Plot: Simon (Nick Robinson) seems to have a good life, with loving parents, a supportive little sister, and some great friends, but he feels a little out of place, as he has a secret he is nervous to share. Simon is gay and is hesitant to reveal this to his loved ones, as he worries it will change the dynamics of those relationships. He finds a kindred spirit when an anonymous post on a social media site mirrors his own internal conflict, so at least there’s another student at his school in a similar situation, though Simon has no idea who it could be. He takes a chance to sends an email to the poster, then begins a back and forth as the two discuss their situations, while also getting to know each other and empowering each other in the process. But when his secret is discovered and used against him, it leads to Simon to turn against his friends and engage in some activities he isn’t proud of. Can Simon somehow navigate this sensitive situation and find some happiness in the process?
Entertainment Value: Love, Simon is about as cliched as a teen melodrama can be, using every well worn trope and predictable narrative device possible, but as it involves a gay lead, it does have that one fresh element. While I appreciate the value in this kind of diverse approach, I found the movie to be rather bland and forgettable. As I said, it does little we haven’t seen before and not much time is spent on Simon’s internal scenarios, it is glossed over in favor of broad, shallow humor. I would have loved a more sensitive, in depth look at Simon’s situation, like a romantic comedy version of Beach Rats, but that’s not the case. This movie also seems to want to shoehorn in 80s genre tropes, but given the time period involved, these elements stand out as hollow and overly forced. The creepy teacher talking to his students about his sex life, the hate speech in front of school officials, and Simon betraying his friends without hesitation, these kind of touches seem out of place here. But if you just want a silly, broad teen comedy with some light romance, Love, Simon fills that quotient. I just wish it had substance and took some risks, instead of hoping a gay protagonist would distract people from an otherwise dull, paint by numbers picture.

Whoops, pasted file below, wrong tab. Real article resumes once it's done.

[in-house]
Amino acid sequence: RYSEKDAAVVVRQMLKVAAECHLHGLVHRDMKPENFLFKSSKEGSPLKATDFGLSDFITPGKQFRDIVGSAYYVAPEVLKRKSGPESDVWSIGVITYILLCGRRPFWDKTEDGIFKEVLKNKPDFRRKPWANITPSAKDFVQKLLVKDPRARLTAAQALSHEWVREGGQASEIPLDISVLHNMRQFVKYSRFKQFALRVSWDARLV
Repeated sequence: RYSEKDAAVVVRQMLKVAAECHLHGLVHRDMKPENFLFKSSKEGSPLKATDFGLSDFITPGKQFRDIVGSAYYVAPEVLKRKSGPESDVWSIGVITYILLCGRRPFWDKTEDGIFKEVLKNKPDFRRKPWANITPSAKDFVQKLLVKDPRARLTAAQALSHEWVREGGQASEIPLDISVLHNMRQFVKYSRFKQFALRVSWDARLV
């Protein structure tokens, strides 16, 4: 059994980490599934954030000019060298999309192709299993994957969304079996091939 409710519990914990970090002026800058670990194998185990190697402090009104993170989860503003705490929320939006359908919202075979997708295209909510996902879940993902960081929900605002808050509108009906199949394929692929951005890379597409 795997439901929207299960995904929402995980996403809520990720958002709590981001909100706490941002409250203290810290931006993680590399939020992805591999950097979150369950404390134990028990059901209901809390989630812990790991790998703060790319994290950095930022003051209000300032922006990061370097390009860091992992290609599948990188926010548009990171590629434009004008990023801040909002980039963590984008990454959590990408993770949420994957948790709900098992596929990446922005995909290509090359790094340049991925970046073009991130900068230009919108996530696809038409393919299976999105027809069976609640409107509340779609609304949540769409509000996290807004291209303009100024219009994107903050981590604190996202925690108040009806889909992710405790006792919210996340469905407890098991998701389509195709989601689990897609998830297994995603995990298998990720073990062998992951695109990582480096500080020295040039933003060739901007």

No nakedness. The movie is mean spirited in numerous ways, but takes a more sweet, saccharine approach to the sexual elements. So aside from some romantic emails and some gentle kisses, no sleaze or sex in this one. No blood. The movie has no violence and given the brisk, light tone involved, that is to be expected. The dialogue has some bright spots, but also has a lot of cringe moments and mean spirited elements, which seems odd for a film of this kind. Love, Simon forces in hate speech that is openly hurled in front of school officials, who allow it to go unpunished until a contrived, flourish of comeuppance can arrive. The same can be said for the creepy principal and lack of emotional depth with Simon and his friends, the movie cuts a lot of corners and suffers for those shortcuts. But some of the humor lands and even some dramatic moments hit, such as Simon’s after-party talk with Leah. On the craziness front, the movie is about as predictable and cliche filled as a teen comedy can be, with no surprises, fresh touches, or even attempts to be creative or original.
Overall Insanity: 0/10